This will matter when the time comes to distribute the vaccines bought by Canada. As vaccines are delivered lot by lot, priorities have to be identified. Filled with collective shame by our collective failure to ensure dignified and safe conditions in nursing and long-term care homes and, simultaneously, anxious about the great danger the virus presents to the elderly crowded into warehouses, there seems to be a consensus that we should inoculate those in nursing and long-term care before we get to anyone else. And this leads logically to an understanding that frontline health care workers should also be among the very first to be vaccinated. Everything else is up for grabs. A likely scenario might be to go next to people over, say, 65, on a descending age scale, or persons at greater risks because of underlying conditions such as diabetes or kidney problems, or Indigenous peoples whose living conditions put them at risk. None of this has been determined. But surely, as public health principles dictate the stopping of the spread as quickly as possible, would it not make eminent sense to identify the key sources of spread and begin there?
It is becoming increasingly obvious that, in all locales, there are a number of hot spots when it comes to the prevalence of infections. They are closely correlated with three factors: poverty, non-white racialized communities and workers who are essential to the rest of us who want to continue to live as unaffected by the virus as possible. Our admiration for these workers is expressed again and again by the politicians and pundits. However, until very recently, no serious effort has been made to look after their health. Their refusals to work in newly dangerous circumstances have been classified as unacceptable by ministries of labour charged with their welfare—meat packing plants, farmers using migrant labour, cleaning service workers, transport personnel, construction workers, utility workers, delivery drivers, postal workers, warehouse workers, cashiers. All of them must be kept at work. It is comforting if it is not known that they are in danger and will, in due course, endanger everyone in addition to their immediate families. So, for the longest while, workplace outbreaks were not documented or publicized. Workers’ own efforts to avoid harm was frustrated because they could not stay home if feeling poorly because very few employers offer paid sick leave. Their need for a regular income is a coercive force. Aggravating all this is the fact that many of these workers are employed as casual or temporary employees, often via an employment agency, rendering even the feeble entitlements other workers have almost meaningless. To make it even more awkward, in the deprived areas in which they live, the facilities for testing are even worse than they are elsewhere.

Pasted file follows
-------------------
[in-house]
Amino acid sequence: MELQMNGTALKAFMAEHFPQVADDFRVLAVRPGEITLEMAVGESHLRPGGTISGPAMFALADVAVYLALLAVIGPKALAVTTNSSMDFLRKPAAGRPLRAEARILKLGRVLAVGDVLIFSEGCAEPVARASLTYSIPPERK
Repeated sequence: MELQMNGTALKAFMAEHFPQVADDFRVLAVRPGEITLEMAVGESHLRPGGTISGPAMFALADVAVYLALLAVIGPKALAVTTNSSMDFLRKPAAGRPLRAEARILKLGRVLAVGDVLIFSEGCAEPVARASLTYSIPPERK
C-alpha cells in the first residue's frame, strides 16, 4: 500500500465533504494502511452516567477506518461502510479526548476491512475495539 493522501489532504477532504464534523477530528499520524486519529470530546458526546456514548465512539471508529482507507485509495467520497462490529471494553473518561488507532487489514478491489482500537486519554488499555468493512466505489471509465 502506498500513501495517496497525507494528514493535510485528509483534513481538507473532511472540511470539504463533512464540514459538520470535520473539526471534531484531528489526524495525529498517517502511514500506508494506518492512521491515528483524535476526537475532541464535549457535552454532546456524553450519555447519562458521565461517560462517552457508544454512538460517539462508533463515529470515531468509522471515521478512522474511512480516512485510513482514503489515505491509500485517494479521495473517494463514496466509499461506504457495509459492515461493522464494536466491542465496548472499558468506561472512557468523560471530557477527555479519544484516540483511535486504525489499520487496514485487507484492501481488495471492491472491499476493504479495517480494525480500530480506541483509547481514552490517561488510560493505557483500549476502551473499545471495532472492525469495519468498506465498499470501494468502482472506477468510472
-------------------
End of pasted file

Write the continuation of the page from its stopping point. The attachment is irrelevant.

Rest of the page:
The logic of a class-divided society has been in plain view for anyone caring to look. Thus, even though it is those very hot spots, those very workers who ought to be prioritized when it comes to vaccination, they may well—and indeed are likely to—be on the bottom rungs of that vaccination ladder. This is not just idle speculation. After all, their plight has been all but ignored throughout this pandemic (with a few noteworthy exceptions like Dr. Lawrence Loh in Brampton) by our supposedly caring public health administrators and agencies. What would Tommy Douglas have thought?
In a class-based society, there is a systemic bias that favours the dominant class even when it comes to the health of the population.
Occupational health and safety
It took long and bitter struggles for workers to win the right to income replacement when injured at work and a measure of preventive regulation to make their workplaces somewhat safer. The contemporary workers’ compensation and occupational health and safety legislative schemes are reflections of the fact that going to work is dangerous to workers’ health.
Every year, activists get together to mark a Day of Mourning. The International Labour Organization reports that, worldwide, two million deaths are attributable to injuries or work-related diseases. Every year, year after year. That works out to 6,000 per day, every day. In Canada, 2.78 people die as a result of work-inflicted injuries every day. Many more (the numbers are difficult to document), die from work-related diseases. Of course, many workers are injured or suffer diseases that do not kill them but do harm to them and their loved ones. Worldwide, 270 million injury-causing events are recorded and 160 million diseases and illnesses are attributed to work every year. There are very few owners and major shareholders among those killed and injured.
It is a class thing.
It is clear that, as public health instruments, the legislative schemes are not working all that well. The reason is the same as that which causes the mishandling of the ravages of COVID-19. The culprit is the privileging of the private accumulation of wealth over the sanctity of the health and well-being of the working class.
The schemes are a cost to capital. Capitalists do not like this. Their power to resist is great because governments rely on them to invest their capital. Just as Big Parma needed to be bribed to produce vaccines, capitalists in general are free not to use their capital and need to be cajoled and placated. The right to withhold capital means that investment by capitalists is treated benignly. It follows that governments will feel pushed to regulate capitalists’ activities only if considerable harm has already been done.